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21 Feb
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How Failing to Keep Weight Off Makes You a Weight-Loss Expert

I was checking out how my book was doing on Amazon the other day. While I was there I had a browse through the competition. There’s a lot of junk out there – and there’s a lot of good stuff too. The cover of one book caught my eye – the pose of the author on the cover seemed a little contrived. I do a little photography when I’m not writing or hypnotising people, so I’m always looking for ideas about what looks good and what doesn’t. This particular pose looked like it might have been designed to make the author look slimmer than she actually was. I don’t want to mention the author’s name or the book title, because I’m not attacking either of them. It’s just that this caught my eye. I’m guessing the author is some sort of celebrity, because despite her attractiveness, she doesn’t have model looks – and you only get on the cover as a model or author.

I had to put a picture of a sexy model on the cover of my book because no one knows me.

Anyway, I’ve got a bit of a thing about celebrity weight-loss ‘experts’. They really do irritate me. Just because you lose a few pounds doesn’t make you an expert. But I guess having your picture on a book cover keeps you in the public eye and even if you are spouting weight loss nonsense, you are quite likely to end up with a popular book on your hands.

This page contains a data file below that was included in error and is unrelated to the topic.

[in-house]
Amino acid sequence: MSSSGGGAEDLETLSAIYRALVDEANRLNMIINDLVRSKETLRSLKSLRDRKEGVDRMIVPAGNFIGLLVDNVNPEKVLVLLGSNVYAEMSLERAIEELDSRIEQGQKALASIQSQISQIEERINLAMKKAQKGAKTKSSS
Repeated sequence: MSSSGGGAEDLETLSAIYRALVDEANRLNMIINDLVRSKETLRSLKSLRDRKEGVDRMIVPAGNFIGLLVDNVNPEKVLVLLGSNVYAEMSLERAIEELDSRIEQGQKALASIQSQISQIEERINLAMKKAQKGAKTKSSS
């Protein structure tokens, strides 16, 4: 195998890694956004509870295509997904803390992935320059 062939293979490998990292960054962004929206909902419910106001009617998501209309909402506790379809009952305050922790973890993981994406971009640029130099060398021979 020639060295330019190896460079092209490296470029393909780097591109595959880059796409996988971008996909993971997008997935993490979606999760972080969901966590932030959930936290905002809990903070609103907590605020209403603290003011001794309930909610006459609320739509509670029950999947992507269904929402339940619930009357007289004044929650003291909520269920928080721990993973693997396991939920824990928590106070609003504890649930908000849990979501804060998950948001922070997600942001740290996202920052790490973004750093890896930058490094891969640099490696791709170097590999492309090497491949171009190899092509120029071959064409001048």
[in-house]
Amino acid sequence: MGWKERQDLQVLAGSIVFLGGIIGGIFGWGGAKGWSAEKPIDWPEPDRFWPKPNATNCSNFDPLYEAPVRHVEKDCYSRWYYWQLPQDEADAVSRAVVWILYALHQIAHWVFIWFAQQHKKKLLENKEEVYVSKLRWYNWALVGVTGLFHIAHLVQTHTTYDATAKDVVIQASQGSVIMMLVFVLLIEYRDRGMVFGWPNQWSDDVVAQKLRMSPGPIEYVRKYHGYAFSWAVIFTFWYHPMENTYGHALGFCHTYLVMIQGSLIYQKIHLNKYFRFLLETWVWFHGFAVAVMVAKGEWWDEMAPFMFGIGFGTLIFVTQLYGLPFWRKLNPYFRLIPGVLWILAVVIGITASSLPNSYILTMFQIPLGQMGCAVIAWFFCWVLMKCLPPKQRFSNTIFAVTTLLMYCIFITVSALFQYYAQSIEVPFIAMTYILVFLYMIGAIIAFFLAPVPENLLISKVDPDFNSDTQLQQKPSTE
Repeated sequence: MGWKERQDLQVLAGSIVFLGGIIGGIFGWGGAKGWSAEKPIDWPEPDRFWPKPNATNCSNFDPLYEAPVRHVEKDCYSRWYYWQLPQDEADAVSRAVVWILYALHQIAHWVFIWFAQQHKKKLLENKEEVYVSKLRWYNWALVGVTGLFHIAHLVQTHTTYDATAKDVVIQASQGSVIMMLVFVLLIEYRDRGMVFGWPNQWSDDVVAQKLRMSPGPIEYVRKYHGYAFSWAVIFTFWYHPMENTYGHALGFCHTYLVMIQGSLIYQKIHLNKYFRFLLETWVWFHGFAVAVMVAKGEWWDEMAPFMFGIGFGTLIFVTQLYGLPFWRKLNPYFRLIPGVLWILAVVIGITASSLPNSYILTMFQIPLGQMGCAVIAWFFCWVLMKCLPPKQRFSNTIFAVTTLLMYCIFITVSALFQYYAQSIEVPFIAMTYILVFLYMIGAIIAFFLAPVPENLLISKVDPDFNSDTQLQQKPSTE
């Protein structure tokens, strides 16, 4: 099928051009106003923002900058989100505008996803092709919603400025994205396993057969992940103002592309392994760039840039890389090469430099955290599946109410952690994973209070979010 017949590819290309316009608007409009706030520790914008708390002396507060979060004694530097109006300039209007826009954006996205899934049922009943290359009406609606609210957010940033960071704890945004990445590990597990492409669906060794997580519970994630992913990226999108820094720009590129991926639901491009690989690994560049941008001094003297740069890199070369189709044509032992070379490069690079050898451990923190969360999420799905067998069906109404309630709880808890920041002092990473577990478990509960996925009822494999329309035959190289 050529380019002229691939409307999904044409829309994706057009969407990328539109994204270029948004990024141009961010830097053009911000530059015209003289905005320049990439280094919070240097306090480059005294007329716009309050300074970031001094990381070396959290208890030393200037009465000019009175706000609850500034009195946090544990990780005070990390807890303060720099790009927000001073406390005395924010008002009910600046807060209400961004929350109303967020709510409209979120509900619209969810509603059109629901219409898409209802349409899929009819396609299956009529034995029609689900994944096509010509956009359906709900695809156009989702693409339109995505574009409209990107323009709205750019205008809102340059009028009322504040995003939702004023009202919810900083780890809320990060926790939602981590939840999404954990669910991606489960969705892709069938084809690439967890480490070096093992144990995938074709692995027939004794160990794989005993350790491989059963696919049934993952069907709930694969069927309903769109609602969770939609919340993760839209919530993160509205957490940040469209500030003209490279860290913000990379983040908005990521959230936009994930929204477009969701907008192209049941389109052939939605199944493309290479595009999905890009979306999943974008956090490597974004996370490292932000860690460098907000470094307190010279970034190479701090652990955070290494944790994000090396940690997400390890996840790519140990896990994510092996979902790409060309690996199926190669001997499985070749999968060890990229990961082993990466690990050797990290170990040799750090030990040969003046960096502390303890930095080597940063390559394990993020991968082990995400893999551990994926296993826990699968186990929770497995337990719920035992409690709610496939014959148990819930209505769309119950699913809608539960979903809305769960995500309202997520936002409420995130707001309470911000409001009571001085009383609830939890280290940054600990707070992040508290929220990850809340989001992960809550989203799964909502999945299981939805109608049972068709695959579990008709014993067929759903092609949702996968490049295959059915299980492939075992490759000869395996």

So, dodgy pose, ‘celebrity’ diet book, and Amazon’s ‘Look Inside’ around the picture. I couldn’t resist.

By the way, the author’s claim to her right to write a book about losing weight – “But I AM an expert dieter” (her capitals).

You only become an ‘expert dieter’ by trying lots of different diets. You only need to try lots of different diets if you keep putting the weight back on. By claiming to be an expert dieter what you are really saying is I haven’t found a way to keep the weight off, but every time I get fat I’m a dab hand at getting rid of it quickly.

Even that didn’t trouble me too much.

But then I got to chapter one.

Chapter one is called The Rules. This interested me, because I hate rules, so I just had to scroll down to find out what The Rules are. After all my weight loss book is all about how to lose weight without any rules.

The author’s Rules are:
1. No Wheat
2. No Dairy
3. No Sugar
4. No Carbs (after 6pm)
5. No Alcohol
(6) If you can’t manage this for just 14 days then you’re NOT ready to diet.

The aim of this ‘diet’ is to drop a dress size in two weeks.

Rule number 6 is just patronising twaddle.

I was half-expecting Rule 7 to say No Food.

I must admit that I smiled when I read it. And not because it isn’t good advice for a healthy diet (except it doesn’t mention fat and there’s lots of non-dairy fat in what most overweight people eat).

I’m not saying it won’t work, either.

If you starve yourself you will undoubtedly lose weight. Nor is this personal. This book is beautifully and sensitively written, it’s well laid out with loads of high quality colour pictures. The reviews imply it’s full of tasty recipes too and I guess you’d need that when you follow the Rules.

In a contest of visual appeal it beats my weight loss book hands down.

But the problem with advice like this is that it doesn’t deal with the psychological aspects of over-eating. For someone who, on a daily basis, consumes far more calories than their body needs, this diet would be a huge shock to the system. A huge shock because that list covers most of what is being consumed.